In some therapeutic areas, however, response to treatment through time can be modelled using non-linear approaches that allow a complete and exhaustive summary of treatment differences throughout the study. RA trials having ACR20 as primary endpoint are one of these, and below we will demonstrate how this  comparison can be done using SAS and R software.


The model

The course of ACR20 response through time has been observed to follow a trend that could be well described by an exponential time-response model as detailed in [1]:


The above model was developed to be used for pooling data from different studies where a control arm of subjects treated with ’COM’, a standard comparator treatment for RA, was available. Our example is based on data from a single study where the goal is to compare an already available treatment and a biosimilar, hence the goal is to assess their equivalence. The model can be simplified as follows:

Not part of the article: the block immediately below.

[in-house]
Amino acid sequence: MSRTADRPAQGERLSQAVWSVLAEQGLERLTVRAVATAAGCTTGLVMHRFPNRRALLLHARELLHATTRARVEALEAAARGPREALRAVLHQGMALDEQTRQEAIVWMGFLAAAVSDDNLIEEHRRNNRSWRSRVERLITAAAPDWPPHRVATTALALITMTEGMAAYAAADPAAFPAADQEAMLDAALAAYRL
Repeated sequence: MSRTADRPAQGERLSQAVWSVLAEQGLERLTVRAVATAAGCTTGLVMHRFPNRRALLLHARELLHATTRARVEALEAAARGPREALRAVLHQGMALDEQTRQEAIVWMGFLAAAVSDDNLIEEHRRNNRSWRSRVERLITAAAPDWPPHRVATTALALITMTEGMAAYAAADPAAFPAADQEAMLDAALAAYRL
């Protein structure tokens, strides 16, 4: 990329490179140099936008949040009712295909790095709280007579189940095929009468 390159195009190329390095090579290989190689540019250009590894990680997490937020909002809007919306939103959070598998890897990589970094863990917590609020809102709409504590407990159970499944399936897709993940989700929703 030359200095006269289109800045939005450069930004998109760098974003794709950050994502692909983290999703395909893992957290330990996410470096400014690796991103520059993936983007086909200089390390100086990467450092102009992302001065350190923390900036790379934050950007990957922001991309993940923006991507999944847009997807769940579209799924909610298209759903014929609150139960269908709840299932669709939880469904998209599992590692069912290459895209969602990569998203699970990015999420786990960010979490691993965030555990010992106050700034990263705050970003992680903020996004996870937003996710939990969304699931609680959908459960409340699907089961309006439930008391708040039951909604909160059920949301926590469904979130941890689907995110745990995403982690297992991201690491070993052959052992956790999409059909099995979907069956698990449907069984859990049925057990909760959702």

The software and the results

The above model can be fitted in SAS using PROC NLMIXED:

ods output Fitstatistics = fit1 ParameterEstimates = parmsEst;
PROC nlmixed data = est3;
  by exarm;
  pred = theta*(1 - exp(-beta*week)); 
  predict pred out = nlmixout; 
  model pct_row ~ normal (pred,s2e); 

The fitted curves are reported in Figure 1.


Figure 1. Non-linear model

Comparison between the two models can then be done following the approach described in [2], which relies on calculating the squared differences between treatment at each time-point and then to sum them up via integration to obtain a so-called ‘2-norm’ alongside a 95%CI to be compared with some reference threshold. Integration can be performed using R software (or alternatively using PROC IML in SAS, which was not available when this project was undertaken), as follows:

integrand <- function(x) {
   (theta_T1*(1 - exp(-beta_T1*X)) - theta_T2*(1 - exp(-beta_T2*X)))^2 

Diff = integrate(integrand,lower = 0, upper = 16) 
Lnorm = sqrt(Diff$value) 


This resulted in a 2-norm equal to 11.24. The lower and upper arguments can be changed to estimate the 2-norm only for the period of interest (in the example week 16 is the end of the double-blind phase).

To obtain a confidence interval a non-parametric bootstrap approach was pursued [3], using a mixture of SAS (for resampling and model fitting) and R procedures (for numerical integration).